November 9, 2020
There are important updates to Social Security and Medicare on the way – some good, some bad. Here’s a quick breakdown of what’s changing.
In welcome news, Social Security checks will rise 1.3 percent in 2021. The cost of living adjustment (COLA) will appear in January’s checks.
Medicare premiums will be announced this month, and for most people, the 1.3-percent COLA should cover the rise in the Part B premium. If the Part B premium goes up to $153.30 as projected in the 2020 Medicare trustees report, the $8.70 increase over the 2020 Part B premium ($144.60) will absorb part of the COLA.
So, there likely won’t be a hold-harmless situation this year. But if you have a higher income, you could still see your net Social Security check go down if the new income-related monthly adjustment amount on the Part B premium exceeds the COLA.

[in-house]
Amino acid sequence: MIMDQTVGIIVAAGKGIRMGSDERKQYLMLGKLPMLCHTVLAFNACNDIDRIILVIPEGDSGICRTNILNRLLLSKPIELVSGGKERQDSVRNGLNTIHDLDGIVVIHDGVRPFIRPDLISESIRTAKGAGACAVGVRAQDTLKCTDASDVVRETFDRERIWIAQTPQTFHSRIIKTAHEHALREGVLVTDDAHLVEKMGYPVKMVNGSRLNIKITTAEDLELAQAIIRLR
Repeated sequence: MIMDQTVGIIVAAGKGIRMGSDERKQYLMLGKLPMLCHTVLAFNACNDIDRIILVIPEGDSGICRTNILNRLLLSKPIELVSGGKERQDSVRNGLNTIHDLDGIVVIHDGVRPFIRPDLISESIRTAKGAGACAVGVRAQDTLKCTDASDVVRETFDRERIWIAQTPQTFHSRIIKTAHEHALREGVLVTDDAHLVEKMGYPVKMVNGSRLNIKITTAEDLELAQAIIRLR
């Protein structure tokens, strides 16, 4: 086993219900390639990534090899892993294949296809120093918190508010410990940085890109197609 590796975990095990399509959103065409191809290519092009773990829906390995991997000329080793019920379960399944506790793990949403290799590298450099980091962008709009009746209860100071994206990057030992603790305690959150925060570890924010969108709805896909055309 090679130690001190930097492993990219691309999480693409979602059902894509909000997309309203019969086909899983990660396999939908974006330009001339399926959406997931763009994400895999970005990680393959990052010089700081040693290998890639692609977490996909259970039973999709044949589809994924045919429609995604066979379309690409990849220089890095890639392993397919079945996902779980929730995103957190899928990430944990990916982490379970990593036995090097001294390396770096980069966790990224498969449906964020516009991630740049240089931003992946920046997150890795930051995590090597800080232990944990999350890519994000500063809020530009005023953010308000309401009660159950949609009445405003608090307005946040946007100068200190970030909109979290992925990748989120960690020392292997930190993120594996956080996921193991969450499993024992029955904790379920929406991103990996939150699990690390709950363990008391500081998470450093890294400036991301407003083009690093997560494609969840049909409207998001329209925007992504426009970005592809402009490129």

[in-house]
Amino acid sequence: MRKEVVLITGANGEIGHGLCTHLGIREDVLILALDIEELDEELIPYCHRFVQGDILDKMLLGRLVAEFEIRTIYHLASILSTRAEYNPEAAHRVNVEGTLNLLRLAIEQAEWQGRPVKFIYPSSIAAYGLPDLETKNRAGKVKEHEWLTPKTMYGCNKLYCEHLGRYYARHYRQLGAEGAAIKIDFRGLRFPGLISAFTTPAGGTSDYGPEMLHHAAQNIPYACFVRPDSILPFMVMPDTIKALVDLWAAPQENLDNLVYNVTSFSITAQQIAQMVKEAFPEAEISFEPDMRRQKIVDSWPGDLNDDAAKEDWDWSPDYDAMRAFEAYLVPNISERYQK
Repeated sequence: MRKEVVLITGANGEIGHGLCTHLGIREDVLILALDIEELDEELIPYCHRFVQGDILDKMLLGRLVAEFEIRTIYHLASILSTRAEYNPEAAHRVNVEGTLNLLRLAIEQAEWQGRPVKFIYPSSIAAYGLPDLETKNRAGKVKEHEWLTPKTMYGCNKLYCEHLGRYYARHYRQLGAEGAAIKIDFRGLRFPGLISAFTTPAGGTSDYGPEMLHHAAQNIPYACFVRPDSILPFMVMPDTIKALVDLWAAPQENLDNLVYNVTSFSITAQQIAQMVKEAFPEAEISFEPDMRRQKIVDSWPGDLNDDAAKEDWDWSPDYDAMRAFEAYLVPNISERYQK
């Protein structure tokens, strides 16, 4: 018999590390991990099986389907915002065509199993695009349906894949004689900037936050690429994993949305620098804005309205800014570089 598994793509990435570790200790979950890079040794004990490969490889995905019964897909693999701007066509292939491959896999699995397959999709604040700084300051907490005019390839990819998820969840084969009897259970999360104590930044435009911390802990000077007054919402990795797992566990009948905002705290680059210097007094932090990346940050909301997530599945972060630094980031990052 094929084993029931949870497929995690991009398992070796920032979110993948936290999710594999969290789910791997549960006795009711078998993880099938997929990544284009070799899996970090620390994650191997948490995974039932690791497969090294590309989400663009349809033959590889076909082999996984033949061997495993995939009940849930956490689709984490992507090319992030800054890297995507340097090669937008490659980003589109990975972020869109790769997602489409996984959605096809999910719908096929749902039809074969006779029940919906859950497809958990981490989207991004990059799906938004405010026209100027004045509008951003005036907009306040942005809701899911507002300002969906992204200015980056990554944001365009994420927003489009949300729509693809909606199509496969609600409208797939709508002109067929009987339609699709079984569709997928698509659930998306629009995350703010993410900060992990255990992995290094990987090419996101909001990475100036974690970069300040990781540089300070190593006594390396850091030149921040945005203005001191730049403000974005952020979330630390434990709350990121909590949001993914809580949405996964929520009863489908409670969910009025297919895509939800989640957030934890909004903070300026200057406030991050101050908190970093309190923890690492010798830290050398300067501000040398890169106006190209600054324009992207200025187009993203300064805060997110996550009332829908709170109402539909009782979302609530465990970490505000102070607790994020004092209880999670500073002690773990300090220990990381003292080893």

Another change is the maximum taxable earnings subject to Social Security-related taxes. The Social Security portion of the payroll tax was capped at $137,700 of income in 2020. In 2021 it jumps to $142,800. That means employees and employers will each pay $8,853.60.
Self-employed folks pay both tabs, totaling $17,707.20. And as always, the Medicare tax of 1.45 percent each will be assessed, regardless of income.
We also have a new earnings test.
If you take Social Security before full retirement age, you can only earn so much income per year. In 2020 it was $18,240. The new test threshold is $18,960. The income limit in the year Social Security beneficiaries reach full retirement age was $48,600, but it’s going to be raised to $50,520. If your earnings exceed these thresholds, $1 in benefits is withheld for every $2 earned over the cap.
Social Security and Medicare are vital programs for millions of Americans, but the rules change, and it can be confusing. So, if you need help figuring things out, make the smart choice and consult professionals.